There is no single fixed retirement age for employees. If you are employed, your retirement age is set out in your contract of employment. Some contracts of employment have a mandatory retirement age (that is, the age at which you must retire), but they also have provisions for earlier retirement generally or on grounds of illness (or both). The usual retirement age in contracts of employment is 65. Many allow for early retirement from age 60 or in some cases from age 55 and most allow for early retirement on health grounds.
In some cases, there is a statutory retirement age. These retirement ages arise in jobs that are established by law and the law sets out the maximum age of staff.
If you are self-employed, there is no set retirement age. There is no overall retirement age for company directors, but the company's articles of association may set a maximum age.
The mandatory retirement age is the age at which you must retire. It is usually set out in your contract of employment. There are still some employments where the contract of employment does not include a mandatory retirement age but they are unusual.
Public sector employees
People who were recruited before 1 April 2004, and who did not reach their compulsory retirement age of 65 before 26 December 2018, now have a new compulsory retirement age of 70. People who joined before 1 April 2004 previously had to retire at 65. Now they can now to choose to work to age 70 on existing terms and conditions. This is subject to the normal standards of health and performance that apply to all staff.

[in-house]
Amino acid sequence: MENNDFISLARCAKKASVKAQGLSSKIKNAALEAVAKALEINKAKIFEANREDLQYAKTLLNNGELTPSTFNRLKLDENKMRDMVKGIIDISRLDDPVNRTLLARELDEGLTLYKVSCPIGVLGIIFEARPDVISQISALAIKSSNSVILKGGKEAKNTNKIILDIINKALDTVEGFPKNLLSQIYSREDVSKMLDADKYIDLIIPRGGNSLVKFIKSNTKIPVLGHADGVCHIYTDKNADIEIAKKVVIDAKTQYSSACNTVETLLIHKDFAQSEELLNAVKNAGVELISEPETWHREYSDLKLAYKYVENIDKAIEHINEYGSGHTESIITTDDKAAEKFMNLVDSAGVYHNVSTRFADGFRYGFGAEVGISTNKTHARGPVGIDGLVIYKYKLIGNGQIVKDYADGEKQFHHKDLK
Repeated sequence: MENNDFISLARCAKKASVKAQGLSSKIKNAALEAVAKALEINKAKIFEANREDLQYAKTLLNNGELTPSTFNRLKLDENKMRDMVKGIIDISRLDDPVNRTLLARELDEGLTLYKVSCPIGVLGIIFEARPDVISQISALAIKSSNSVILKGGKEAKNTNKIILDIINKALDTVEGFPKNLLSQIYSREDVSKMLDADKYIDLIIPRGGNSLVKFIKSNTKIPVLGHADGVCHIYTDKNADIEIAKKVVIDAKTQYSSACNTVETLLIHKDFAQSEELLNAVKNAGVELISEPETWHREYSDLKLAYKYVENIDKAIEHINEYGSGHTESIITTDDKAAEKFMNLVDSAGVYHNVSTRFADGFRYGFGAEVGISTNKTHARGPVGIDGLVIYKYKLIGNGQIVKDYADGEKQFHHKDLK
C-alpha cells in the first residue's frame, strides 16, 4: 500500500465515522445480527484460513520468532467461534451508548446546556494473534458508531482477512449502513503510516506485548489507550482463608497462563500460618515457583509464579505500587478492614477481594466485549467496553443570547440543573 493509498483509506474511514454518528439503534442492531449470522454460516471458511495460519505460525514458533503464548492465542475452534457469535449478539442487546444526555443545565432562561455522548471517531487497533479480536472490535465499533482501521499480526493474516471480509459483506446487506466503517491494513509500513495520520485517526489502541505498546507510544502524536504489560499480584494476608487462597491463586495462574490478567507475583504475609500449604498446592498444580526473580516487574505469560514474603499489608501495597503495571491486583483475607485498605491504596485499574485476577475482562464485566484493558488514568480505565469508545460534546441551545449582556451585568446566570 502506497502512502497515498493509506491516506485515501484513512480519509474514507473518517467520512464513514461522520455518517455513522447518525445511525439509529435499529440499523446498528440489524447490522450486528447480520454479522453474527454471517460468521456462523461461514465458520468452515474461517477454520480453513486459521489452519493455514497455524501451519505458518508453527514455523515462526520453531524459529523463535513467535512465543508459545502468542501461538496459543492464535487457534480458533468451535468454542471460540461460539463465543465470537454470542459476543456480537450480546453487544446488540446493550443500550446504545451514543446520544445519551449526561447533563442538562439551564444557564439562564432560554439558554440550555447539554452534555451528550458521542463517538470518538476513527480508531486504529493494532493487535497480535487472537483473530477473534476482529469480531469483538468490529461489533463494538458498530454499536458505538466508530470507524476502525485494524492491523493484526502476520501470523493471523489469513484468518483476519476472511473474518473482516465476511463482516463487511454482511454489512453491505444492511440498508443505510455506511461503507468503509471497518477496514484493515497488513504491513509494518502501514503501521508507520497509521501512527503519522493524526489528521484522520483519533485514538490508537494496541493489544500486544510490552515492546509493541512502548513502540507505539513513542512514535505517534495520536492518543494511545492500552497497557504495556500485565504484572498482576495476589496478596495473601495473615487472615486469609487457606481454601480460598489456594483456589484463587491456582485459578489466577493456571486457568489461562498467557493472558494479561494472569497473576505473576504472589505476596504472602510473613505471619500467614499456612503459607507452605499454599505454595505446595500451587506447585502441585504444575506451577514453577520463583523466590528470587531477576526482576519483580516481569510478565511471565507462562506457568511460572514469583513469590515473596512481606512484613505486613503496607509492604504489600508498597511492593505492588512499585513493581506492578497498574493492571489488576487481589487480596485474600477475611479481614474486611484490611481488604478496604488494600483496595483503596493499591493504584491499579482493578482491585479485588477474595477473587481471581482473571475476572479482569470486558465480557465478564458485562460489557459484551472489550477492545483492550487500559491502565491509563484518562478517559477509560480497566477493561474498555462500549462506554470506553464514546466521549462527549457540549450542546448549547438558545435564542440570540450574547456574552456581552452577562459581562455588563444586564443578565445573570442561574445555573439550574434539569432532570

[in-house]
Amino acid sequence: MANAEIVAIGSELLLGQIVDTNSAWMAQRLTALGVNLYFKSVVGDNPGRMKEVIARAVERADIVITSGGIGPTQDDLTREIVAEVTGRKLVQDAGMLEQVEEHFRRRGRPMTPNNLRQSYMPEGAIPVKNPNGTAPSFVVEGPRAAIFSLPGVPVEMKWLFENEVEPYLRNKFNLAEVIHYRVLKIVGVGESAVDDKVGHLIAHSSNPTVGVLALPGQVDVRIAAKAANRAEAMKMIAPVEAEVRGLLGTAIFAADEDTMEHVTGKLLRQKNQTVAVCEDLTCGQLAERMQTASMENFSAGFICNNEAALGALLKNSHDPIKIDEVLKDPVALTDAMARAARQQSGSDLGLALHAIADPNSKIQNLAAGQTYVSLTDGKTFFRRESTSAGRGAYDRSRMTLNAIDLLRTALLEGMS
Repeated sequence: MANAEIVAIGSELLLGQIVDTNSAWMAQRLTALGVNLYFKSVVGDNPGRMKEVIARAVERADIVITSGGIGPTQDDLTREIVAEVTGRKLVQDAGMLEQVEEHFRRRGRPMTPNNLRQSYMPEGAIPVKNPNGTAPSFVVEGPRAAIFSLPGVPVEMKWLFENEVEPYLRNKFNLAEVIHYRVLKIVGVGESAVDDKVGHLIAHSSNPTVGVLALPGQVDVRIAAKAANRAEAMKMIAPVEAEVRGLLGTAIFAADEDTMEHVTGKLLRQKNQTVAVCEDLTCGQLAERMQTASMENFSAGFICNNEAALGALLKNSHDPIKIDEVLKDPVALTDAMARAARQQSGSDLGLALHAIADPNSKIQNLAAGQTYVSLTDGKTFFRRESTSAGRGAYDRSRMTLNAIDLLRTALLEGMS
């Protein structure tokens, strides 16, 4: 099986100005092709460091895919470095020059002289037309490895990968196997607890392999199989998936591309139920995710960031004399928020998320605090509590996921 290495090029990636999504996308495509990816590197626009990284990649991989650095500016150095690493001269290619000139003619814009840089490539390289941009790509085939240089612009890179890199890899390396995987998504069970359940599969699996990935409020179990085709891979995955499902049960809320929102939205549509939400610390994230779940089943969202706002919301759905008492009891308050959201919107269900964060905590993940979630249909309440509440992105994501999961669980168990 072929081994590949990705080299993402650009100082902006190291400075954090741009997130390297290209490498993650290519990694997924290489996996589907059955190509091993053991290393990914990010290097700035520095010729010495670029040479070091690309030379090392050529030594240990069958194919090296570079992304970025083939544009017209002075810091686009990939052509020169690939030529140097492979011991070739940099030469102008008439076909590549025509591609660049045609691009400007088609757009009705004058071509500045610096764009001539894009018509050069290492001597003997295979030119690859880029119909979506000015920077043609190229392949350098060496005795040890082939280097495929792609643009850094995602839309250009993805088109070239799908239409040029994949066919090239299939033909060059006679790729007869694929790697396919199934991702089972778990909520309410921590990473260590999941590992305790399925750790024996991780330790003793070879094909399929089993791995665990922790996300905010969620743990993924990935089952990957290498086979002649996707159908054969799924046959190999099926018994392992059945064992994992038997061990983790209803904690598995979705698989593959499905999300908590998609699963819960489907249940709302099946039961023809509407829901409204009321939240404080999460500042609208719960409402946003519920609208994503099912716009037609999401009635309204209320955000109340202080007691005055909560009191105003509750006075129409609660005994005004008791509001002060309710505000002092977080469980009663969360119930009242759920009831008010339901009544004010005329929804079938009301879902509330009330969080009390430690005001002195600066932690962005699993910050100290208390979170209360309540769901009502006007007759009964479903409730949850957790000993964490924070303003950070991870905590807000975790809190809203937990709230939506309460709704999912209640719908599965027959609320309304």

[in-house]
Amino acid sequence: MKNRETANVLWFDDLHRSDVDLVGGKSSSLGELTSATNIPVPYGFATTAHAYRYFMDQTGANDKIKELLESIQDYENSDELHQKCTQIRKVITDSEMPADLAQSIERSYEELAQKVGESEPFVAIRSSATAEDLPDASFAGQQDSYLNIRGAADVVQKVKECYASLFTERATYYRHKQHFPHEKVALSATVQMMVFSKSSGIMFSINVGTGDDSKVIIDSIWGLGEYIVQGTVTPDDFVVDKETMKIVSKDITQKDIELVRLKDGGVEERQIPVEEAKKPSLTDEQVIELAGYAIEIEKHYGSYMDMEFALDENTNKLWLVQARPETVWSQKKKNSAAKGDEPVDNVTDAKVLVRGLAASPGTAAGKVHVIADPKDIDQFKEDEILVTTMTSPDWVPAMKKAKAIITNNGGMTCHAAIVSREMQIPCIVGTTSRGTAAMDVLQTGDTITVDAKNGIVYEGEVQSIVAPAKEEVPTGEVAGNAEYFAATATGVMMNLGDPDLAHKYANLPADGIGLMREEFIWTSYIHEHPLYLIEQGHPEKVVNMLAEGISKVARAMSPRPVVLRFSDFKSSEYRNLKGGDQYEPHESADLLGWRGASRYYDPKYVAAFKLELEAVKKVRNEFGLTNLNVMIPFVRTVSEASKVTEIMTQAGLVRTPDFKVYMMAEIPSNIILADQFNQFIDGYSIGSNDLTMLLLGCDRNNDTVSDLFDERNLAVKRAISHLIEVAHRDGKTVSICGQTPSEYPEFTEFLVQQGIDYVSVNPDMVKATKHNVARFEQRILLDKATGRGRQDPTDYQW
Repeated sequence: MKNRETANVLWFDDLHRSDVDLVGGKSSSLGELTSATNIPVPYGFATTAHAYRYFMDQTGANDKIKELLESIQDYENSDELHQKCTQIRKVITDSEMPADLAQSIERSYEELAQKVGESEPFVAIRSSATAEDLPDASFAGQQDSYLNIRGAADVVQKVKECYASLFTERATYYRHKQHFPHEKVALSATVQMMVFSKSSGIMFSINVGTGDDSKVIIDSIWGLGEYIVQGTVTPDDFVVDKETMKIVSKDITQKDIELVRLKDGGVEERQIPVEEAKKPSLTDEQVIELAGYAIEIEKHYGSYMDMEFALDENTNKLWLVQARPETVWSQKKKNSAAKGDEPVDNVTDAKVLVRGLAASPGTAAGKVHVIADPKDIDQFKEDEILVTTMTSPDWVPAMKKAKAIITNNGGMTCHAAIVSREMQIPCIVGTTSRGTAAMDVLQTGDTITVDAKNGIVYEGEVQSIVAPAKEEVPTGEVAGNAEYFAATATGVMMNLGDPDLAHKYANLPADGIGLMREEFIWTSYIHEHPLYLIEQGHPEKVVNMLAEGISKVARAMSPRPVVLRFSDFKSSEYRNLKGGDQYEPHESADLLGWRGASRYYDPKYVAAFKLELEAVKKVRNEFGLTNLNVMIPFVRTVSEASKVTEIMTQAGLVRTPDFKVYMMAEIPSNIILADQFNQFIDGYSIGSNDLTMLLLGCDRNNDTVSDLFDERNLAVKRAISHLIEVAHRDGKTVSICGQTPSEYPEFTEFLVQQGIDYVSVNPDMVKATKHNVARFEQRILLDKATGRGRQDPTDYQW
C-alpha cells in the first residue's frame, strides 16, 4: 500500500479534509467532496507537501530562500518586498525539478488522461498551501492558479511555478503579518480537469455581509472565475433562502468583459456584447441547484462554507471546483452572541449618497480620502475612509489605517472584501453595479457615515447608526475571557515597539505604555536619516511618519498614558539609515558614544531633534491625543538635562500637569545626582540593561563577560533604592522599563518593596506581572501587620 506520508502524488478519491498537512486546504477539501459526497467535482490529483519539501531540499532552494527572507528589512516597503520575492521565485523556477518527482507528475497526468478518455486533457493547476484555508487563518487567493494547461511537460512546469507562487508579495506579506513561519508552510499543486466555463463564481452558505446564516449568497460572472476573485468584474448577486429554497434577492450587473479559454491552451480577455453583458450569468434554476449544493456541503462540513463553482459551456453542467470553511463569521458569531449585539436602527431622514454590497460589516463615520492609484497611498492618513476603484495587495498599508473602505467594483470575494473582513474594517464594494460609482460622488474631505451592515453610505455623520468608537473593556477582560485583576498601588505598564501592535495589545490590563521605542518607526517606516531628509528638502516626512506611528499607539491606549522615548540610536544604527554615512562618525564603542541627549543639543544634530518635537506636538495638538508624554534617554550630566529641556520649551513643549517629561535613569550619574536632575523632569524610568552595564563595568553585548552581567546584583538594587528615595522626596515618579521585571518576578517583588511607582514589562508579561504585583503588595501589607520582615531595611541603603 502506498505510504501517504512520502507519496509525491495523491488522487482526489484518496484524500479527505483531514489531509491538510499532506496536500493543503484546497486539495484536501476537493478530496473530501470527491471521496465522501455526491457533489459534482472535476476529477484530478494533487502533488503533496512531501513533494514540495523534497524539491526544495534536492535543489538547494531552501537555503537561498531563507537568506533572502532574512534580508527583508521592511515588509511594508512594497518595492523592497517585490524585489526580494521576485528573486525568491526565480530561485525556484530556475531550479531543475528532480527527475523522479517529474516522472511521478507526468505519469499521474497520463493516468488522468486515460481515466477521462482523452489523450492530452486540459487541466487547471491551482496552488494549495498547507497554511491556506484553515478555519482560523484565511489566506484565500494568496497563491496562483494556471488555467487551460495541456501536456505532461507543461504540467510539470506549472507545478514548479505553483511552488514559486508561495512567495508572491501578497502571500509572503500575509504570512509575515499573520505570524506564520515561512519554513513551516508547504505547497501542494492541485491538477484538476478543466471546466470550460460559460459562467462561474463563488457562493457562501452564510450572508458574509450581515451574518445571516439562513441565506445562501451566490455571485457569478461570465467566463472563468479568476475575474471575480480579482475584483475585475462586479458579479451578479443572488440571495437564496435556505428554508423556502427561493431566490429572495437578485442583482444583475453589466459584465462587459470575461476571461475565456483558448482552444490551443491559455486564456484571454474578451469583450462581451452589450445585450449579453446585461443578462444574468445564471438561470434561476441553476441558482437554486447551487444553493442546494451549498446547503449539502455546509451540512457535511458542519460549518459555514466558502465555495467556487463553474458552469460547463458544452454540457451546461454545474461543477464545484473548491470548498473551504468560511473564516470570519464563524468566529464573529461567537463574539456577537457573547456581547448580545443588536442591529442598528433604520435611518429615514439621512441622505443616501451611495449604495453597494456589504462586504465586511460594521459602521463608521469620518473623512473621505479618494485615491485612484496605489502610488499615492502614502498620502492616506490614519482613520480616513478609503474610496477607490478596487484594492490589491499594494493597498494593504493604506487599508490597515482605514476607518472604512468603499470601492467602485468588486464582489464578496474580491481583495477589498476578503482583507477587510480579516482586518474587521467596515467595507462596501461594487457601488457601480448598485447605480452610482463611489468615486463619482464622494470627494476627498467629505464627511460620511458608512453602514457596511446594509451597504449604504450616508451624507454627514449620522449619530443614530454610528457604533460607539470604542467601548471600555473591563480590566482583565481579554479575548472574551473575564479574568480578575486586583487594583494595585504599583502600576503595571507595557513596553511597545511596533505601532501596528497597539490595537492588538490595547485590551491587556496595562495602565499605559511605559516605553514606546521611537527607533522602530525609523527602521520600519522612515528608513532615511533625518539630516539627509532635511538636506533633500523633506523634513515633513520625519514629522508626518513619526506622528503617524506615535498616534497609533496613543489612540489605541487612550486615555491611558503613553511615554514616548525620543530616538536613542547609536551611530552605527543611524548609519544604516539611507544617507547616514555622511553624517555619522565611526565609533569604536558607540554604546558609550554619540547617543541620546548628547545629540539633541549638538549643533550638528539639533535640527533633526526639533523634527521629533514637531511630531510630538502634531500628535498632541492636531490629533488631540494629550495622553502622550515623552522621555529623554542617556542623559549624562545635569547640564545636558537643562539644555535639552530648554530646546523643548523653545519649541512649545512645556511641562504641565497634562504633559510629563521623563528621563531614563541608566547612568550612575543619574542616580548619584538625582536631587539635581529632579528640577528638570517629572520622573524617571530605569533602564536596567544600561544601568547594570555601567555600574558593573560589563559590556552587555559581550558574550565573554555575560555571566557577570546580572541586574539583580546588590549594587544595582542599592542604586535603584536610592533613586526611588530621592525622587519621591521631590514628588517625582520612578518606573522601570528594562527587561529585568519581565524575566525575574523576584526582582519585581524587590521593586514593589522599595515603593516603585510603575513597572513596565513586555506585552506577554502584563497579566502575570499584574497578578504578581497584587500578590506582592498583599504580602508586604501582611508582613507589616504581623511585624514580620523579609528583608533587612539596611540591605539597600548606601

There are some exceptions, for example;
- People employed between 1 April 2004 and 31 December 2012 do not have a compulsory retirement age.
- Some occupations - for example, the Gardaí, firefighters and members of the Defence Forces - allow for much earlier retirement.
For people who joined the public service after 1 January 2013 the minimum retirement age is 66 in line with the State Contributory Pension and the mandatory retirement age is 70. This means that they can continue working, subject to suitability and health requirements. Pension benefits for new entrants to the public service will therefore accrue on a standard basis (that is, one year's credit for one year's service up to a maximum of 40 years' service).
The minimum retirement age is 55 for people who joined the Gardaí and Fire Service after 1 April 2004, while the compulsory retirement age for Gardai is 60.
Equality legislation: Discrimination on the grounds of age for everyone aged over 16 is banned under employment equality legislation. However, employers are still allowed to set minimum recruitment ages of 18 or under and to set retirement ages in employment contracts. Since 1 January 2016, an employer may set a mandatory retirement age provided it is objectively justified. The law covering this is of the Employment Equality Act 2015 (which amended section 34 by the Equality (Miscellaneous Provisions) Act 1998).
The Code of Practice on Longer Working Order 2017 (pdf) provides guidance on the best practices to follow during the engagement between employers and employees in the run up to retirement including responding to requests to work beyond the retirement age. The Irish Human Rights and Equality Commission have published guidelines on retirement and fixed term contracts. The guidelines aim to ensure that older workers, who wish to continue in employment, are not discriminated against in the workplace. They also provide guidance on using fixed-term contracts beyond the compulsory retirement age.
In general, self-employed people do not face age limits.
There is no general age limit for company directors, but sometimes the company's articles of association may specify an upper age limit.
General practitioners must retire from the General Medical Services scheme at age 72. However, they may continue in private practice if they meet the fitness to practise criteria set by the Medical Council.